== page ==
First results from a photometric survey of strong gravitational lens environments

Kurtis A. Williams, Ivelina Momcheva, Charles R. Keeton, Ann I. Zabludoff, Joseph Lehár

Research output: Contribution to journalReview articlepeer-review

47 Scopus citations


Many strong gravitational lenses lie in complex environments, such as poor groups of galaxies, that significantly bias conclusions from lens analyses. We are undertaking a photometric survey of all known galaxy-mass strong lenses to characterize their environments and include them in careful lens modeling, as well as to build a large, uniform sample of galaxy groups at intermediate redshifts for evolutionary studies. In this paper we present wide-field photometry of the environments of 12 lens systems with 0.24 ≤ z lens ≤ 0.5. Using a red sequence identifying technique, we find that 8 of the 12 lenses lie in groups and that 10 group-like structures are projected along the line of sight toward 7 of these lenses. Follow-up spectroscopy of a subset of these fields confirms these results. For lenses in groups, the group centroid position is consistent with the direction of the external tidal shear required by lens models. Lens galaxies are not all super-L* elliptical galaxies; the median lens luminosity is ≲L x, and the distribution of lens luminosities extends 3 mag below L* (in agreement with theoretical models). Only two of the lenses in groups are the brightest group galaxy, in qualitative agreement with theoretical predictions. As in the local universe, the highest velocity dispersion (σ) groups contain a brightest member spatially coincident with the group centroid, whereas lower σ groups tend to have an offset brightest group galaxy. This suggests that higher σ groups are more dynamically relaxed than lower σ groups and that at least some evolved groups exist by z ∼ 0.5.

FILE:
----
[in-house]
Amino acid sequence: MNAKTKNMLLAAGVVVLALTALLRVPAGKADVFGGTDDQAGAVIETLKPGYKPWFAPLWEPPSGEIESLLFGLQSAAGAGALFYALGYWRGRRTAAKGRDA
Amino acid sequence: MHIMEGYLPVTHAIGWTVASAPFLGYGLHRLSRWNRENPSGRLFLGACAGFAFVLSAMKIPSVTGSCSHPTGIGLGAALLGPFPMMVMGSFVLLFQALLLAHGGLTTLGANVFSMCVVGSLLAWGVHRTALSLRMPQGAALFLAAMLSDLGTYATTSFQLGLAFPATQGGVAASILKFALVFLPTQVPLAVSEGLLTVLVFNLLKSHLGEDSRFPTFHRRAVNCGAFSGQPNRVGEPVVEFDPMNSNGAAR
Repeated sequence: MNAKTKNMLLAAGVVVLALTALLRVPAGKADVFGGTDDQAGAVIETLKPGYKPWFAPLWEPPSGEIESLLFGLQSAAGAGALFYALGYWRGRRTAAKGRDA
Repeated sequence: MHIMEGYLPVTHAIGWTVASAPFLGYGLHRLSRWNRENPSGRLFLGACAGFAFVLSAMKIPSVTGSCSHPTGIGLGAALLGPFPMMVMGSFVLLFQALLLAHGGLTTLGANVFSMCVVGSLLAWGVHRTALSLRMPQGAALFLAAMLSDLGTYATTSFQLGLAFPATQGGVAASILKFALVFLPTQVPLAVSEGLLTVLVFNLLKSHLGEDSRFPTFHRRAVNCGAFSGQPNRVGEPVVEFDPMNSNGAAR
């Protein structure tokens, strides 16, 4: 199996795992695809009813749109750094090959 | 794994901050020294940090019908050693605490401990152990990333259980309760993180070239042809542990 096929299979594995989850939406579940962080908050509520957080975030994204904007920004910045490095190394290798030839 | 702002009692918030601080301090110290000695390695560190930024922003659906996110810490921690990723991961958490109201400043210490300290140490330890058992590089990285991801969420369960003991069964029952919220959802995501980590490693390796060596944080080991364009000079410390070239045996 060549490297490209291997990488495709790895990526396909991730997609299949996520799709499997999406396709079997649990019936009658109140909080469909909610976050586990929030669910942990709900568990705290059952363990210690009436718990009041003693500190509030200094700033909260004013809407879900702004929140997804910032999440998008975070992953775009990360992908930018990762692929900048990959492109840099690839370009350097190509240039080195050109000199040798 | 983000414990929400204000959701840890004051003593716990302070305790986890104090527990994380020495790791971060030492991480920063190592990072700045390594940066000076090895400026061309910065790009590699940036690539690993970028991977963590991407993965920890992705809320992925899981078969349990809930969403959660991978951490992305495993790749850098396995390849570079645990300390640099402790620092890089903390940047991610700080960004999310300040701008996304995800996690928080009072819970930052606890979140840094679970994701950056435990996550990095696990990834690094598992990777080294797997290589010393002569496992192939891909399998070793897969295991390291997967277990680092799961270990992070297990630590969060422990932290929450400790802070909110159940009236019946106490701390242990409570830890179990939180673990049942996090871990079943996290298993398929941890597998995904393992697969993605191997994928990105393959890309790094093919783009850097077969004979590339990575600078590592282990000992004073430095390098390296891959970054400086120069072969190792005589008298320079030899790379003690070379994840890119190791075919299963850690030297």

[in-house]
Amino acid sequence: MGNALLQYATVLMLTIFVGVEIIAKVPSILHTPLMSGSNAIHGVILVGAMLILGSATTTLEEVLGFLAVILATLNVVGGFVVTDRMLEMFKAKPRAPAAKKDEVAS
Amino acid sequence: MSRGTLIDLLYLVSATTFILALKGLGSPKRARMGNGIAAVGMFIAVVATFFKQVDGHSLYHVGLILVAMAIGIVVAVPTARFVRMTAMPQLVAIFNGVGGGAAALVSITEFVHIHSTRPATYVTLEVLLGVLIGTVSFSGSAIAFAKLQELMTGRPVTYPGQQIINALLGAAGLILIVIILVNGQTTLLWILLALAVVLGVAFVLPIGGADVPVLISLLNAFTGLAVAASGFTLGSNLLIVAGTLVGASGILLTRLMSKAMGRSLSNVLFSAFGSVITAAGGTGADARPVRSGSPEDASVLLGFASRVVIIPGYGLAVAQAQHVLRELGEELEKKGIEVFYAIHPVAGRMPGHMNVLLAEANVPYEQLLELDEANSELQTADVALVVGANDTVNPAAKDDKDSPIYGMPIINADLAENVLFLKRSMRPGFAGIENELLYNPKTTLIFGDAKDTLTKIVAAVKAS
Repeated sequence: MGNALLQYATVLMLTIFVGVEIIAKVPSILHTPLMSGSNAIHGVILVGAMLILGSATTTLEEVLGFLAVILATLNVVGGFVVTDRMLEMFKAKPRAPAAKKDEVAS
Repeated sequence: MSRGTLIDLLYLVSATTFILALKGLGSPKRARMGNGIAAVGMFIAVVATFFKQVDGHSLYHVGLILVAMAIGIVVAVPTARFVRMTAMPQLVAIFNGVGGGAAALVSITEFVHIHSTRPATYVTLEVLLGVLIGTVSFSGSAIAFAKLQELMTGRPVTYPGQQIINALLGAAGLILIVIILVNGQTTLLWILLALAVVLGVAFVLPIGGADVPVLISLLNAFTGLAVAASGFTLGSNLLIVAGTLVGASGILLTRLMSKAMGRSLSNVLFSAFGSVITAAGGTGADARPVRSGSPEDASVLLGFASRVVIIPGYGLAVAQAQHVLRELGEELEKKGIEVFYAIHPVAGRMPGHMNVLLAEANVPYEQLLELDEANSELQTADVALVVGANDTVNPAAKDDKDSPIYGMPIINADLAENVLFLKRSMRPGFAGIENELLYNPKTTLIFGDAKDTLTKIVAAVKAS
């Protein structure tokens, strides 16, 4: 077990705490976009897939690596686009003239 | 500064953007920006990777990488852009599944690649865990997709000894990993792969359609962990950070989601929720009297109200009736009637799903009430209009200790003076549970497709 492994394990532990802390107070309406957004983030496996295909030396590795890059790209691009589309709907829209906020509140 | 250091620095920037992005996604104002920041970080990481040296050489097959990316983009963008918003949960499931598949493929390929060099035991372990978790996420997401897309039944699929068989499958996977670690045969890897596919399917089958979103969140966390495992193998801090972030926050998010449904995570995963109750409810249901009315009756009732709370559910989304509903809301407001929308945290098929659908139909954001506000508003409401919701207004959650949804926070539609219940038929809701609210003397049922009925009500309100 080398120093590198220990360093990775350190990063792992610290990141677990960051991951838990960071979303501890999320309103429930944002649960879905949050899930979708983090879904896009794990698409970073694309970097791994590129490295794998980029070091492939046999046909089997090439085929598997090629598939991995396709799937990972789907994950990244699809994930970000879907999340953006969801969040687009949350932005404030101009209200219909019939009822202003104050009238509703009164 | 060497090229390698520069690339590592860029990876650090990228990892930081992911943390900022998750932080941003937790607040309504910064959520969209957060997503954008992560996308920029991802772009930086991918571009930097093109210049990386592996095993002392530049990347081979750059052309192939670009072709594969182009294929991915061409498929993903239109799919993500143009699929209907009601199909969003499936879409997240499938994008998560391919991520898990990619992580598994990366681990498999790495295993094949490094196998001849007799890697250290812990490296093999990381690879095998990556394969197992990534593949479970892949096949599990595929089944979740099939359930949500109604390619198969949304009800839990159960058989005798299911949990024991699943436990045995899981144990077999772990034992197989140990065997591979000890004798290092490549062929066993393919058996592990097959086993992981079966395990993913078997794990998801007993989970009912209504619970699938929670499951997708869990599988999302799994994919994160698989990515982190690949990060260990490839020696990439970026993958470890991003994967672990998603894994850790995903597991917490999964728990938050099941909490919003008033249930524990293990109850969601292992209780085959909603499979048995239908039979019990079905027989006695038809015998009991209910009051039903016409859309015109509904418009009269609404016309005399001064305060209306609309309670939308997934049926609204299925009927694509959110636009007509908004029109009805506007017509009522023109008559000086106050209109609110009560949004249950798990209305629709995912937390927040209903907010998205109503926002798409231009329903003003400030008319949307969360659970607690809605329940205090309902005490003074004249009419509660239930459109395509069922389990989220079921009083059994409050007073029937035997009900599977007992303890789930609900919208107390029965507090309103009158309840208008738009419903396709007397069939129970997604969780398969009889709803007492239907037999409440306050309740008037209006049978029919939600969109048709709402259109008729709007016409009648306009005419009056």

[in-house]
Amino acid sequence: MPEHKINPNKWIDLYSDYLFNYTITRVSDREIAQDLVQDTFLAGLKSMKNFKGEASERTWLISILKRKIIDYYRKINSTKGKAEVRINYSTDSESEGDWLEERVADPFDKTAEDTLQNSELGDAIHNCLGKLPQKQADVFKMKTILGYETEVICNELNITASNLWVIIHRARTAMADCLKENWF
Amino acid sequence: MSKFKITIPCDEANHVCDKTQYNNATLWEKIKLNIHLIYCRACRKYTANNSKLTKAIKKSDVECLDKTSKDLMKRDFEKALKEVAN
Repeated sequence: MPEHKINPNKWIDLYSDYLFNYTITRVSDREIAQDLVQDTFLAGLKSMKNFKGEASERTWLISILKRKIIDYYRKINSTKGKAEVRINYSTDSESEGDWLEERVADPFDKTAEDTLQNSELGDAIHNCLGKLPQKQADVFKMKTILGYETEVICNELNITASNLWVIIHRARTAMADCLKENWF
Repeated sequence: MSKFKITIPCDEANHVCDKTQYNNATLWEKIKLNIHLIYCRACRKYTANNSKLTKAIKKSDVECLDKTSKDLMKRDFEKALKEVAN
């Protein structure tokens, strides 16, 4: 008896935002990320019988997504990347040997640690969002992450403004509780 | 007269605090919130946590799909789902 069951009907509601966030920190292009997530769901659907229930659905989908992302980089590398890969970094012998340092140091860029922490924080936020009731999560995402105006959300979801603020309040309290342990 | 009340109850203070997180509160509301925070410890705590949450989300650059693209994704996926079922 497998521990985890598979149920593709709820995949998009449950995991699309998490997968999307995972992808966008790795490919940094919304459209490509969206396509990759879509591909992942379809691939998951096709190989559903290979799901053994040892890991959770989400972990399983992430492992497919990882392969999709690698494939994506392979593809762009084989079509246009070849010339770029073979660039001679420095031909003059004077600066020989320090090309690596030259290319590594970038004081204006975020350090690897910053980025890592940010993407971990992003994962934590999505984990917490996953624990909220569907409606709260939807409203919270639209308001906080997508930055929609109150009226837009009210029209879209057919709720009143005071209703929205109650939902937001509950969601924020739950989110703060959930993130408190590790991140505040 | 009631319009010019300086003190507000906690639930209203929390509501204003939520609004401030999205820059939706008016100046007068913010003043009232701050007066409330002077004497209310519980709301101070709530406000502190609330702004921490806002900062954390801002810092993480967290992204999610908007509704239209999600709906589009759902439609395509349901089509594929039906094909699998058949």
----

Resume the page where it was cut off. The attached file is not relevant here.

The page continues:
Original languageEnglish (US)
Pages (from-to)85-106
Number of pages22
JournalAstrophysical Journal
Issue numberI
StatePublished - Jul 20 2006


  • Galaxies: clusters: general
  • Galaxies: evolution
  • Galaxies: photometry
  • Gravitational lensing
  • Quasars: general

ASJC Scopus subject areas

  • Astronomy and Astrophysics
  • Space and Planetary Science


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